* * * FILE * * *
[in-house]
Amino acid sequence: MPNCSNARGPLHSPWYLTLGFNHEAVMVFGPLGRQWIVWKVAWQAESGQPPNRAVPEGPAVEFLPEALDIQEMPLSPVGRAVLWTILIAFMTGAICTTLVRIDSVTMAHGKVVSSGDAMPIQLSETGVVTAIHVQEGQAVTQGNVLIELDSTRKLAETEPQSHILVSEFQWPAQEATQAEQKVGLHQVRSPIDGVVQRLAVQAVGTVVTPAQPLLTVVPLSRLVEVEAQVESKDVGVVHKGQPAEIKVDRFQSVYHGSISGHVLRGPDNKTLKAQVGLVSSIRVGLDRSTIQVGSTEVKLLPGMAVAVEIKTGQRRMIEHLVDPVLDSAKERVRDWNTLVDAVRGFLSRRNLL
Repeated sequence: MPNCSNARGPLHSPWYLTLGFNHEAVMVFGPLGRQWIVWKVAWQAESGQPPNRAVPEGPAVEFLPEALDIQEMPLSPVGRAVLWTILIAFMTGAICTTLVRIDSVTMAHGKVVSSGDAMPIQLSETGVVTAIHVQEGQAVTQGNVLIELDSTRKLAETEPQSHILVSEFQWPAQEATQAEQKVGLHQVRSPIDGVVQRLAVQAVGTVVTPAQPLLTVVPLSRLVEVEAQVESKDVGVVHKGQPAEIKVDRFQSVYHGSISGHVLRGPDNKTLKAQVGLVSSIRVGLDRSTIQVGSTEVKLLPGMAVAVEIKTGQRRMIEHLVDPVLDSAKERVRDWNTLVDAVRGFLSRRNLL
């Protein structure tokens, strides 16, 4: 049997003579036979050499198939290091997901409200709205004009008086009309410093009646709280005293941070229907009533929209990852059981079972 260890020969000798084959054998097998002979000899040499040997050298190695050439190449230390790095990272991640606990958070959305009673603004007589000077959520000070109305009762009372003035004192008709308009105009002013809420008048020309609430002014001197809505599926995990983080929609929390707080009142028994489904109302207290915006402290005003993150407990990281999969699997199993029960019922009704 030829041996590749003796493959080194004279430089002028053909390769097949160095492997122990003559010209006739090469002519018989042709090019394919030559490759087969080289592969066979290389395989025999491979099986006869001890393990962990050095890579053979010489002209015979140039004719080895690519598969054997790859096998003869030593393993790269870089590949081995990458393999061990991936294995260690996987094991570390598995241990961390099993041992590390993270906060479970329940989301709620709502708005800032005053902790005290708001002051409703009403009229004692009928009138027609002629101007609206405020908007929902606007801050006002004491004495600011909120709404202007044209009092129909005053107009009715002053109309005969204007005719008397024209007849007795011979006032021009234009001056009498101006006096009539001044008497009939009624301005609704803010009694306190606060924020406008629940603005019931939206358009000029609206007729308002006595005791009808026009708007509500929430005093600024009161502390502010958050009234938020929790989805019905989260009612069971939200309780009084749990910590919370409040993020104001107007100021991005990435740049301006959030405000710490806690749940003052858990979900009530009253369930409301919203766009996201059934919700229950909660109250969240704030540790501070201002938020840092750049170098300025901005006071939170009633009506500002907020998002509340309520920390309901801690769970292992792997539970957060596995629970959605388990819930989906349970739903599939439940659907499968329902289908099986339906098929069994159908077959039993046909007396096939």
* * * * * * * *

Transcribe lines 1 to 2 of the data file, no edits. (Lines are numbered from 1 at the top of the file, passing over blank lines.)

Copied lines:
[in-house]
Amino acid sequence: MPNCSNARGPLHSPWYLTLGFNHEAVMVFGPLGRQWIVWKVAWQAESGQPPNRAVPEGPAVEFLPEALDIQEMPLSPVGRAVLWTILIAFMTGAICTTLVRIDSVTMAHGKVVSSGDAMPIQLSETGVVTAIHVQEGQAVTQGNVLIELDSTRKLAETEPQSHILVSEFQWPAQEATQAEQKVGLHQVRSPIDGVVQRLAVQAVGTVVTPAQPLLTVVPLSRLVEVEAQVESKDVGVVHKGQPAEIKVDRFQSVYHGSISGHVLRGPDNKTLKAQVGLVSSIRVGLDRSTIQVGSTEVKLLPGMAVAVEIKTGQRRMIEHLVDPVLDSAKERVRDWNTLVDAVRGFLSRRNLL